There’s no in-client back button. Yes, I checked, and your browser’s back button won’t click you out of the player entirely, but I was definitely hesitant before using it – “What’s going to happen?! Am I about to stop my music?!” My panic was abated when that didn’t happen, but still, Spotify’s in-client back button is one of my favorite things about the desktop player (to be fair, it’s also missing from the browser player).
There’s no radio or predictive music feature. While they are often disappointing, these options also present a nice lean-back experience to listening to music. And as it turns out, you can find a decent amount of new songs and artists. Seriously – I spent enough time trying a variety of them out to know. And because the music discovery dash is so limited, you’re going to (mostly, usually) need to know what you want to listen to.
Your keyboard arrow keys don’t work. Get ready to rely on that mouse to skip songs and fuss with your volume.
All those problems might make you think Xbox Music is a dud, but there are some good guts in there justifying a thorough try of the application.
The interface is simply great. The UI and navigation do everything we want them too: They’re easy on the eyes and everything is designed to send you in the right direction. No complications, no confusion, and there’s certainly nothing superfluous (as I noted above, sometimes to a fault).
Creating new playlists is fun. Searching and dragging tracks to your playlist is nice, easy, pretty, and yes, fun. There’s nothing else to it.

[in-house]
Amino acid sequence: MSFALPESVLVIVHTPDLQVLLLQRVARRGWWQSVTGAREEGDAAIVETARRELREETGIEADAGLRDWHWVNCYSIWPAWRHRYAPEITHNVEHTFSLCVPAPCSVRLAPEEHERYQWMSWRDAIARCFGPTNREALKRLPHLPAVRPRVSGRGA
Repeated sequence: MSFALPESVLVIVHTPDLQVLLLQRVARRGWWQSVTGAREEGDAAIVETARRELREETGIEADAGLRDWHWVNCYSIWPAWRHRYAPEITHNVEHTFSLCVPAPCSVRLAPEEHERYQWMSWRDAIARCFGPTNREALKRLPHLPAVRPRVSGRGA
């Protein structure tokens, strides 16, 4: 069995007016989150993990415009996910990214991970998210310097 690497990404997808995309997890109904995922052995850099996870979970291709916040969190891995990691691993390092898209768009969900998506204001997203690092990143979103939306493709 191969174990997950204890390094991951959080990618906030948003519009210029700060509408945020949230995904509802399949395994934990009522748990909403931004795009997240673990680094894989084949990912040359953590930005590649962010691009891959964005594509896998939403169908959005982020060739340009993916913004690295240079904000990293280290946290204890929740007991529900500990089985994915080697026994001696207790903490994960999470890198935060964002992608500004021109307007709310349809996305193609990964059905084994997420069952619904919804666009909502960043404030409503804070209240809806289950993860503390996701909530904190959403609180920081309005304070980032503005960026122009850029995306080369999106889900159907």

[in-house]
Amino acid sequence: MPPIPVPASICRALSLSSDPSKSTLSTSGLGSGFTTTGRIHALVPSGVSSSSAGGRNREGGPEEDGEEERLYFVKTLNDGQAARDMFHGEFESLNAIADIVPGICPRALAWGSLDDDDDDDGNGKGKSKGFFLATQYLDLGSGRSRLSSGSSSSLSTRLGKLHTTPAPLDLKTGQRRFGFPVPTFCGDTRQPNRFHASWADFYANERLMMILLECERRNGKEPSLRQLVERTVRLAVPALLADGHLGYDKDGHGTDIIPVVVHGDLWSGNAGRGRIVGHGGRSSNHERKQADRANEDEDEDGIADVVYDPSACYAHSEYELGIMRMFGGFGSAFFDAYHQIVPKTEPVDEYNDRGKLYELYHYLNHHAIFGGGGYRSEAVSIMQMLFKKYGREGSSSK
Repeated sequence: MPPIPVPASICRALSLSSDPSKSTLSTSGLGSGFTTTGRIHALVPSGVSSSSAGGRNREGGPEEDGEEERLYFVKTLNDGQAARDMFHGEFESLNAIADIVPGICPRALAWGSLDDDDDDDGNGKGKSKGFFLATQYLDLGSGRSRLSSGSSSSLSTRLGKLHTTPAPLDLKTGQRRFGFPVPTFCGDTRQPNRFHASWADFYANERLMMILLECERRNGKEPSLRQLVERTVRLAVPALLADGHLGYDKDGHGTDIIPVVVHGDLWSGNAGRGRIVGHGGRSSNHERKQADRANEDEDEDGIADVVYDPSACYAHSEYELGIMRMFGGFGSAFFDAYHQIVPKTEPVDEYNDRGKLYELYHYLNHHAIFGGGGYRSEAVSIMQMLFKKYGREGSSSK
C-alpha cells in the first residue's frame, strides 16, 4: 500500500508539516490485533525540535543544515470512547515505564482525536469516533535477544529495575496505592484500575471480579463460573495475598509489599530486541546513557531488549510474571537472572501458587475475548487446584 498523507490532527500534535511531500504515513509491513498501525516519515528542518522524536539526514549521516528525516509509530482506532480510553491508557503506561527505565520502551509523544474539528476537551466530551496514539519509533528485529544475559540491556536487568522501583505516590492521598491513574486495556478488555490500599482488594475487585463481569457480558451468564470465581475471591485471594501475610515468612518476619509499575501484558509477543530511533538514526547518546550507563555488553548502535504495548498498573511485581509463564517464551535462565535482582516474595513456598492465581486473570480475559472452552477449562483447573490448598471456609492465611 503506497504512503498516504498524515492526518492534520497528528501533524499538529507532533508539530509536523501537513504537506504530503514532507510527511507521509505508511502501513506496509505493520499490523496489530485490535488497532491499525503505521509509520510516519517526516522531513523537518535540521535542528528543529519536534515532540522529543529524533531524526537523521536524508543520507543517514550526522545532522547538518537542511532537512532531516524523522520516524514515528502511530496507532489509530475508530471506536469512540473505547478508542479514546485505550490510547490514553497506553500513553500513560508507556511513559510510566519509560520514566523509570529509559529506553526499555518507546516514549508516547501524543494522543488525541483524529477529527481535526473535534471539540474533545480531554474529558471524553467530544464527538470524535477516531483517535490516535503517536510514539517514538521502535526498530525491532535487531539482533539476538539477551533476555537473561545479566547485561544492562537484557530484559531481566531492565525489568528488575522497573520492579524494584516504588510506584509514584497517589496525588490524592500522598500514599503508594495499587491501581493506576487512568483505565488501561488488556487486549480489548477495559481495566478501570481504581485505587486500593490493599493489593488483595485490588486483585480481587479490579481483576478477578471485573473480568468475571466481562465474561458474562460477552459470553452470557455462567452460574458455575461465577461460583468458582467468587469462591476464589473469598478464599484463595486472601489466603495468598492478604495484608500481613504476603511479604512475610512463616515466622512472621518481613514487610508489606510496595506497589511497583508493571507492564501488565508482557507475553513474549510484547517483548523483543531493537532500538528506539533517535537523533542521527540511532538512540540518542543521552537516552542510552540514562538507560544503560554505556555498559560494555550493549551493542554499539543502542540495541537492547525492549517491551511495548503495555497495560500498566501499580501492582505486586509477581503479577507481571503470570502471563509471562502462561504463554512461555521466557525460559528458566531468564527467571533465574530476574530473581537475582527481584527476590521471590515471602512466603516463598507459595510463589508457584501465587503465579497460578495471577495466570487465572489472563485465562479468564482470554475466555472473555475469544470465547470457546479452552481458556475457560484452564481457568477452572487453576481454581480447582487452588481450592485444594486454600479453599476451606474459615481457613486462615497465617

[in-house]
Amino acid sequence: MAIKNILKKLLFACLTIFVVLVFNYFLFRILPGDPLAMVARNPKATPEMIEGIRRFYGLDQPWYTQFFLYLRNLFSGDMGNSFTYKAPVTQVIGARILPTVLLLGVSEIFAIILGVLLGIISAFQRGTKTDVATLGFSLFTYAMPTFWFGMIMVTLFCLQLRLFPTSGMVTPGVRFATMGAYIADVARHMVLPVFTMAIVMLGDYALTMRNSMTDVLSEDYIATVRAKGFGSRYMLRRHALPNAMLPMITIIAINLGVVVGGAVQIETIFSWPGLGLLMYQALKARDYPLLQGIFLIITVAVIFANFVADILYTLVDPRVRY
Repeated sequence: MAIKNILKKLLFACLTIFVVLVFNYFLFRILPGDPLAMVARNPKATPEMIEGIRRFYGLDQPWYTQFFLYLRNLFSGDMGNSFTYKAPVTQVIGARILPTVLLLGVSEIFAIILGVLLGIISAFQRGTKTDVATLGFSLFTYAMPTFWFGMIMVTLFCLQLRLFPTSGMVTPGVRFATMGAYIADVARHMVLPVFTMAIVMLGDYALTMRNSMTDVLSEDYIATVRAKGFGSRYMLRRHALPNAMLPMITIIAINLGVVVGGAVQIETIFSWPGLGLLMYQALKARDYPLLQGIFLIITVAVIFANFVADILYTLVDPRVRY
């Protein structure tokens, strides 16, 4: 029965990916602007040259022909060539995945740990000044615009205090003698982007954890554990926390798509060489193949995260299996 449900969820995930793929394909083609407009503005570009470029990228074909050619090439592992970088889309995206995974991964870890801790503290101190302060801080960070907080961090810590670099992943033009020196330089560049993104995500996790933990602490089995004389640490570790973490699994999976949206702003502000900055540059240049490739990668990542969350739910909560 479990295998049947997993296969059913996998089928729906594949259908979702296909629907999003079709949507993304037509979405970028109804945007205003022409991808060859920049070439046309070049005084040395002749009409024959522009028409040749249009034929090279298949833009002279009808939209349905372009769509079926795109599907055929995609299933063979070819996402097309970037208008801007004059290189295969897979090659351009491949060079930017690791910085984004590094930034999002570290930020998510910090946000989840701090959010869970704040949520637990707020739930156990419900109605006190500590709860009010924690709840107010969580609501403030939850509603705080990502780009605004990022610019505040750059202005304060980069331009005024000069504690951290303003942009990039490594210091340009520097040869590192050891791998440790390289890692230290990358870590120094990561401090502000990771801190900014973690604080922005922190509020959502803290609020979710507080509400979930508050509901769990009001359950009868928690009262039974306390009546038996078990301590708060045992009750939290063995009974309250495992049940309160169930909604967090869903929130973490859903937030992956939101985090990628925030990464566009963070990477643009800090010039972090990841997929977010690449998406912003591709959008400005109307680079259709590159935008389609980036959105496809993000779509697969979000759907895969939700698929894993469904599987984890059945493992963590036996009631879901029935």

It doesn’t have unnecessary features. I don’t need to follow anyone or message them, or even browse through thousands of precreated, theme playlists, or read interviews. These things are all dressing, and sometimes it’s nice to have them, but they are for the most, part fluff. In some cases, they get in the way of what you want a music player to do: Play music. The notable exceptions here are radio and deeper discovery, which are necessary features we do wish it had.
Collections let you browse alphabetically. I’ve found the one fantastic part of Collections, and it’s the ability to browse based alphabetically by song. If there’s one track in your playlist you want to find but can’t seem to, all you need to know is the title. And there you have it.
It’s private. You will never forget to toggle “Private Session” when you go on your Taylor Swift binge, because it won’t show up in the Facebook ticker, or in someone’s sidebar. Thankfully.
There’s a lot of good here. For starters, a library of 30 million songs for free via the Web player is nothing to sneeze at. And while Spotify has already converted and caged many of us, making Xbox Music available for Android and iOS gives it a huge leg up over Google’s Android-only All Access. Your music can go with you, regardless of your mobile OS affinity. And let’s be honest: Making it Windows Phone 8-only would classify it as D.O.A.
Xbox Music manages to stand on its own two feet as a legitimate streaming option. There are a few glaring omissions in radio and discovery, but the interactions and the simplicity of “here, come listen to some music you like” are a refreshing departure from the music services that are trying to blur the lines between social network and music player. Those are hard lines to blur (insert some sort of Robin Thicke reference here…) because one is where we mindlessly waste time, and another has a stronger productivity element to it (that playlist isn’t going to create itself).
There aren’t many things in your way to getting on board here: If you have an Xbox and any type of smartphone, then you’re ready to boot up and go. And if you can’t commit to cutting your $10 a month to Spotify just yet, then the Web player and its free price tag make a compelling argument for a least a run through.